Saturday, February 21, 2009

The American Artists' Congress

This isn't strictly a photography ephemera post. But it does include the participation of some photographers.

What we have here is material from the American Artist's Congress.

In response to the call of the Popular Front and the American Communist Party for formations of literary and artistic organizations against the spread of Fascism, a group of New York artists gathered in 1935--among them, George Ault, Peter Blume, Stuart Davis, Adolph Denn, William Gropper and Moses Soyer--to draw up a call to action document. From there, the AAC was formed.

It was meant to be a non-sectarian collective of appeal to artists who believed that the cultural crisis was a reflection of the economic crisis of the Great Depression. Their specific concerns were violations of international civil liberties, the inadequacy of government programs, censorship, and the decline of traditional forms of patronage.

This first piece is the program from the first night of the first Congress held February 14, 1936, in NYC. Their stance, "Against War and Fascism," is delineated with a list of the original members on the inside. Looking over the list you can see that Paul Strand, Berenice Abbott, Ralph Steiner, Margaret Bourke-White and Barbara Morgan were among the original signatories. These papers are from Barbara and Willard Morgan's estate and you can see either his or her notes along the margin on the inside. They were married in 1936 but I'm assuming these are her notes since his name is not on the program.

The back of this document is the program for the evening and among the list of speakers is Bourke-White. There was a book published which reprinted the speeches from the evening. I don't have it but an image of the cover follows the program.

(14 x 13 inch sheet of heavy paper, printed one side, folded twice to produce a 7 x 6.5 inch booklet)



Here are the by-laws of the organization. I've spared you the gory details of how members are picked and what the duties of the the central executive board are and besides which, as you read through it and come to the climax, well...the last page has been torn off so it's a bit of a let-down.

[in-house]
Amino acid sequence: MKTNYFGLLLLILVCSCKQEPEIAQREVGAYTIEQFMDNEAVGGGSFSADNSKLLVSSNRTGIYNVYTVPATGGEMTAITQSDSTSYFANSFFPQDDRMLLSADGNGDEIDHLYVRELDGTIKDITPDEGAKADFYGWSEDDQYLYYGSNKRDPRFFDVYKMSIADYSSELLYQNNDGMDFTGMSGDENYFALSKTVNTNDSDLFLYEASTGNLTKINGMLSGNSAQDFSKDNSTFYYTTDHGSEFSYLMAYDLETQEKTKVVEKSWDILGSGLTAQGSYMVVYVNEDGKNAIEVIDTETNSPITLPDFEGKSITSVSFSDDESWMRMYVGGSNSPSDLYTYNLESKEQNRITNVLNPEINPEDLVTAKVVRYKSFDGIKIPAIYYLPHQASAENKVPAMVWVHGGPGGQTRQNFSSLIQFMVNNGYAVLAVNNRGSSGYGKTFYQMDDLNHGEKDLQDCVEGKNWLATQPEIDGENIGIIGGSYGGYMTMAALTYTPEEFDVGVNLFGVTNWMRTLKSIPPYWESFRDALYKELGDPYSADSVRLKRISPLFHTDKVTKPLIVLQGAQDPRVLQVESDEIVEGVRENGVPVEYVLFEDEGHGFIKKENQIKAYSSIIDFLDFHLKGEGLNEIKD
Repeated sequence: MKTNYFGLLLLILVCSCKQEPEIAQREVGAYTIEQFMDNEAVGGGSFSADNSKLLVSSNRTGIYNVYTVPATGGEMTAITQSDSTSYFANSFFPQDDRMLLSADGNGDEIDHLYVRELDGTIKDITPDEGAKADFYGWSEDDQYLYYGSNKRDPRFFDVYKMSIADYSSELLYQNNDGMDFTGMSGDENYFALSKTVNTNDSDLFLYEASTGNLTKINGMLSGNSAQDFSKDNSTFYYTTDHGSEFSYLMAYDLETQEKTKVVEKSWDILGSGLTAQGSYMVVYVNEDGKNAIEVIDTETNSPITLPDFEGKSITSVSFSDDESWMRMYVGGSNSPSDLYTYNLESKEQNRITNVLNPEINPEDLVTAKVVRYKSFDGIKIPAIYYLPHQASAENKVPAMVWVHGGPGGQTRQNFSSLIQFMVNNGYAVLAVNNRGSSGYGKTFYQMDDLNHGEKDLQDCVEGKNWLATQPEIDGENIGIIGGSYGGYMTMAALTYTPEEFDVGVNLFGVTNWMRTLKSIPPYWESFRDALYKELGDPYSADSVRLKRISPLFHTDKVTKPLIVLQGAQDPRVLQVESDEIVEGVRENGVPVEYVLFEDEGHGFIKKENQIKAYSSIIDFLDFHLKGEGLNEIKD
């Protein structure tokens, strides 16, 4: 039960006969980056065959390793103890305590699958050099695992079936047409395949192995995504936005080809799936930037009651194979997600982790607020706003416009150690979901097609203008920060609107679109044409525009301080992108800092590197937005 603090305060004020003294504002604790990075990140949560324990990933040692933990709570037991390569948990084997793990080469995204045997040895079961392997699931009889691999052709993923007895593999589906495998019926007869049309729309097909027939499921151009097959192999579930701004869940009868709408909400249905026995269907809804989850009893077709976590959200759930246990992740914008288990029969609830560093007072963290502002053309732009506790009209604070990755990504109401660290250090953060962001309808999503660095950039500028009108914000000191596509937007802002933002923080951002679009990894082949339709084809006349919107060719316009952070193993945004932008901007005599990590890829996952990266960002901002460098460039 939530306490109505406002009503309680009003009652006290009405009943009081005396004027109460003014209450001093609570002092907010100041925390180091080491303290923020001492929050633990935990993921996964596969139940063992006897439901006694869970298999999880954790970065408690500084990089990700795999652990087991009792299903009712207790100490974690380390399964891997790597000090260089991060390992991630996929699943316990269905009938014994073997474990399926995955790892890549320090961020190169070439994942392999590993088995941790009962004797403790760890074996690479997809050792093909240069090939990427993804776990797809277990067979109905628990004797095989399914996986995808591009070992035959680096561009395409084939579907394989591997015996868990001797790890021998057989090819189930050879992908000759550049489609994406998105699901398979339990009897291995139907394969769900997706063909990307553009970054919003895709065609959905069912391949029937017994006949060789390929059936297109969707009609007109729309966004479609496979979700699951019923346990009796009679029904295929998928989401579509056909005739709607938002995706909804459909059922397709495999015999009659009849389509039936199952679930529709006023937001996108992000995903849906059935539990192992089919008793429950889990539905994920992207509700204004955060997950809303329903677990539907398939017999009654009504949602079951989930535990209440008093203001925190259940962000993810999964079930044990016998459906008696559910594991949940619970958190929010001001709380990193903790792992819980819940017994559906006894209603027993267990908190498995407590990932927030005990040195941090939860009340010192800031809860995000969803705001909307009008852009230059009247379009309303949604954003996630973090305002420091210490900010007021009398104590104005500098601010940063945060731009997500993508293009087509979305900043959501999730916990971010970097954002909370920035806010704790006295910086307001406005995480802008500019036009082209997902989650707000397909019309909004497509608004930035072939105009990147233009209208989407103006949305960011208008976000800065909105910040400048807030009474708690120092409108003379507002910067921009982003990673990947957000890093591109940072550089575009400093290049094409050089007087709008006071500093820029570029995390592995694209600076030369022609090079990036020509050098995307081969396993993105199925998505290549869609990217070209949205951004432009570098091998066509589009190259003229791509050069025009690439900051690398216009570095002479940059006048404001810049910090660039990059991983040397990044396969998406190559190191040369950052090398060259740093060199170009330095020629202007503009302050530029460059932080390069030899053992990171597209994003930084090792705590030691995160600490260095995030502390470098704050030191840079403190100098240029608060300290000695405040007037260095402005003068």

(16 page booklet, 3.5 x 6 inches)

An invitation to submit work to a show of "contemporary graphic art" to be shown simultaneously in thirty cities in the U.S. in December of 1936.

(8.5 x 11 sheet of thin paper)

An invite to the opening of the show of work by the New York region members, held in April of 1937.

(6.25 x 4.5 inch, thick card stock, printed one side)

By the next Congress, December of 1937, they were a little more moderate in tone. The theme this time was "For Peace, For Democracy, For Cultural Progress."

Despite the fact that all the artists who were instrumental in forming the organization were established figures of the Communist Left, their literature took great pains to be non-sectarian and membership was open to any established artist. When the congress endorsed the Soviet Union's invasion of Finland in 1940, a number of prominent members quit and publicly denounced the AAC. It survived through 1941 but dissolved soon after the U.S. entrance into the war.

The AAC was instrumental in bringing Picasso's Guernica to the U.S. in 1939 when it made it's fund-raising world tour.

(16 x 9 inch sheet of thin paper, folded once to produce a 8 x 9 inch booklet)



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